A large number of clients were in their 20s and 30s, either in final year of college or early- to mid-career professionals. Young people may also be showing up in larger numbers because they are more tech-savvy than older people, she says.

Most patients suffered from neuroticism — emotional instability, loneliness and depression and needed emotional support despite being home with family. They demonstrated negative emotions: Anger, frustration, fear, disappointment and suicidal thoughts.

“The initial data helped us predict patterns of depression,” Bhargava says. “Most of them expected a level of certainty in life, but here was a disruption that removed any semblance of that, leading to a psychological breakdown, sowing suicidal thoughts in some of them.”

The disruption is so massive, Belhekar adds, that people do not have the strength to deal with the uncertainties it poses. “People are feeling incapacitated.”

Apart from financial uncertainties and disruptions, there are massive social and psychological uncertainties that need to be factored in, adds Umesh Bharte, who specialises in social psychology.

There is, for instance, the dominant fear of separation from loved ones. “We can’t replace everything real with the virtual — like long-distance chatting and so on,” he says. “Social stimulation has been severely lacking in times like these, causing psychological problems among many individuals.”

The team has found that both over-exposure and under-exposure to social interactions are leading to problems.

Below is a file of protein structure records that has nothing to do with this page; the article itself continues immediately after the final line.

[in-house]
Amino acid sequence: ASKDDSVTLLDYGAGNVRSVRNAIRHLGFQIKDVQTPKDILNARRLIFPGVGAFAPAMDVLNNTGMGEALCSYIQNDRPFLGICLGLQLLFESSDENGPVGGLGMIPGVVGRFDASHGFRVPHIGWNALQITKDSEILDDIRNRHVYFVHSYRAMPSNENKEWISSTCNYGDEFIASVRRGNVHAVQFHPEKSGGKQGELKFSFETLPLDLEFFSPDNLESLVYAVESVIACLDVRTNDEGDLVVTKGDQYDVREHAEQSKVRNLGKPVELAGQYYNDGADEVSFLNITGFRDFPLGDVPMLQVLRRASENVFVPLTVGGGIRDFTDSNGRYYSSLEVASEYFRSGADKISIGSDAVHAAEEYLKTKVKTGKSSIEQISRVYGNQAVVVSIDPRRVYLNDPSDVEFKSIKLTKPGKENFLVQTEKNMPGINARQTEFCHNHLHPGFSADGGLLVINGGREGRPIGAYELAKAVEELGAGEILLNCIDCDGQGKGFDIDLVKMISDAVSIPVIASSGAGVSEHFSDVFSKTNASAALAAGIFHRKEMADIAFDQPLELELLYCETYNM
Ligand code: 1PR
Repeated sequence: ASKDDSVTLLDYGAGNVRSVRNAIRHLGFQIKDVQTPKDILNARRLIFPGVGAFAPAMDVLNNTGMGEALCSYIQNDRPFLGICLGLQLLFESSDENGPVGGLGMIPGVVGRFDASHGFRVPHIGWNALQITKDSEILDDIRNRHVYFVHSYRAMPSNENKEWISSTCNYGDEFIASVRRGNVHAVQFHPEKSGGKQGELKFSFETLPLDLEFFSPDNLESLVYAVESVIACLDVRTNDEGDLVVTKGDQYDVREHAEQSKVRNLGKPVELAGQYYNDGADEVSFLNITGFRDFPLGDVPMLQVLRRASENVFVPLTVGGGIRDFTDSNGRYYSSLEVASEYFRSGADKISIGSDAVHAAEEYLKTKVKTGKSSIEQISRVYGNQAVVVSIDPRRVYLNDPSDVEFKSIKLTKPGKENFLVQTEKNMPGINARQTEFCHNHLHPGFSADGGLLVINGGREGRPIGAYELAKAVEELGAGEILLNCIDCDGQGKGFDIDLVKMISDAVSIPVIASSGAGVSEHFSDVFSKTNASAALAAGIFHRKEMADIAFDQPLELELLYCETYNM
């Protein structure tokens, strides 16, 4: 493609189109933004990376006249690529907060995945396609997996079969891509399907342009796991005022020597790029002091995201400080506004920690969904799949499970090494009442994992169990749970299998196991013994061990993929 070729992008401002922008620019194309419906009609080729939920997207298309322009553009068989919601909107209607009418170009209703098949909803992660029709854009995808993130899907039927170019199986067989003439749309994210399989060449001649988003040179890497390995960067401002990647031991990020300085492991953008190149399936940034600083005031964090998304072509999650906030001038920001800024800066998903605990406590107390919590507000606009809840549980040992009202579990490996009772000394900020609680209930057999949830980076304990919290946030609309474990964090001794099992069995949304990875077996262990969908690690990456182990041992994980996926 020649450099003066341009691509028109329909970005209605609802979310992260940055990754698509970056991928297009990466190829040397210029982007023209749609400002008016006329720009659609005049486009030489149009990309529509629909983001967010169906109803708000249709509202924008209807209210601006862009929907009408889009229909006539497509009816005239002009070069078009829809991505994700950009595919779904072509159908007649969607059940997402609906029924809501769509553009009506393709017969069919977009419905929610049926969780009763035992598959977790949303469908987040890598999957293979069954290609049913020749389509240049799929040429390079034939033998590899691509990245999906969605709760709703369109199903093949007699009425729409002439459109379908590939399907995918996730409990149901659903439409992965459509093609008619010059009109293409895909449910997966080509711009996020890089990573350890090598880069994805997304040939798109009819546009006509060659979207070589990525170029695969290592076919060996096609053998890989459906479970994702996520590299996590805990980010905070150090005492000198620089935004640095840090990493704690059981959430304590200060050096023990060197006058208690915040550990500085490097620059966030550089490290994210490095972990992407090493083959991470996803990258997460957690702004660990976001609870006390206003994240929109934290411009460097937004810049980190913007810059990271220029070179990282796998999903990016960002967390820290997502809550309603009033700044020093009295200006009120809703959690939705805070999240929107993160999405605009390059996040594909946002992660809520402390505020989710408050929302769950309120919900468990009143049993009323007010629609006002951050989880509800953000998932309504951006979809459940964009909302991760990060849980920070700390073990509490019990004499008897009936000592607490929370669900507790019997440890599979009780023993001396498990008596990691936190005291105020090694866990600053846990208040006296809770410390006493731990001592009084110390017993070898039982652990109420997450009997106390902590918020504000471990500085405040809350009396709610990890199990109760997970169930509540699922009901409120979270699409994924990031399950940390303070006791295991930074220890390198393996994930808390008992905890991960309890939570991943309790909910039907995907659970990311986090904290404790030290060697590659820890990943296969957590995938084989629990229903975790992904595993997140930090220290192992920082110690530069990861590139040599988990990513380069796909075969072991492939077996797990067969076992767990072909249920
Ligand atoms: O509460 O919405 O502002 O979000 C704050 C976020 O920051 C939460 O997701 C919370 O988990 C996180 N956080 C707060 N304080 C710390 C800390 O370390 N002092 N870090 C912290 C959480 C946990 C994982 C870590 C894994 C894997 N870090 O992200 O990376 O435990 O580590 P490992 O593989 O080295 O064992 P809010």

Belhekar stresses that one way to resolve such problems is by including mental health education early on in formal education.

“Our society is moving towards an individualistic living pattern, but not an individualistic mental frame,” he says. Educating parents, teachers and children about mental health is necessary. He stresses the need to evolve a community counsellor model, like a first aid manual in the mental health services.

In the current context, counselling psychologist Raosaheb Raut argues, a rapid psychometric test should be conducted at the community level — just like a rapid antibody test for Covid-19. This will reveal the scale and intensity of the problem, he says.

“As a society, we have failed to comprehend the magnitude of the pandemic. Most people can’t estimate the outcome in a larger context,” Belhekar says.

In the next few months, the professors will come out with a book on pandemic counselling and make the lab a permanent feature of their department.

The team has two other mega plans. It hopes to map psychological processes over large landscapes and provide artificial intelligence-based prescriptive online feedback to its clients. It also wants to train mental health professionals in post-pandemic counselling.

The feedback from clients, Belhekar said, has been encouraging. He cites the example of a young man in UP who had relationship issues. At the end of counselling, he was able to deal with his bitter childhood experiences and torn emotions.

“We have got to mentally prepare people from all walks of life for large-scale disruptions in their lives — schools won’t reopen soon, examinations will be postponed and at least a year of academic or work life could be lost. Jobs won’t be easy to come by, aspirations will fall apart, while economic, social, political and cultural activities will be hampered for a long time. We would need to adjust to massive changes around us,” Belhekar says. And that, he adds, will not be an easy task.

(The University of Mumbai’s Covid-19 lab provides free online counselling and can be reached on: https://mu.ac.in/online-counseling-for-covid-19-english)

Jaideep Hardikar is a Nagpur-based independent journalist

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Published on August 06, 2020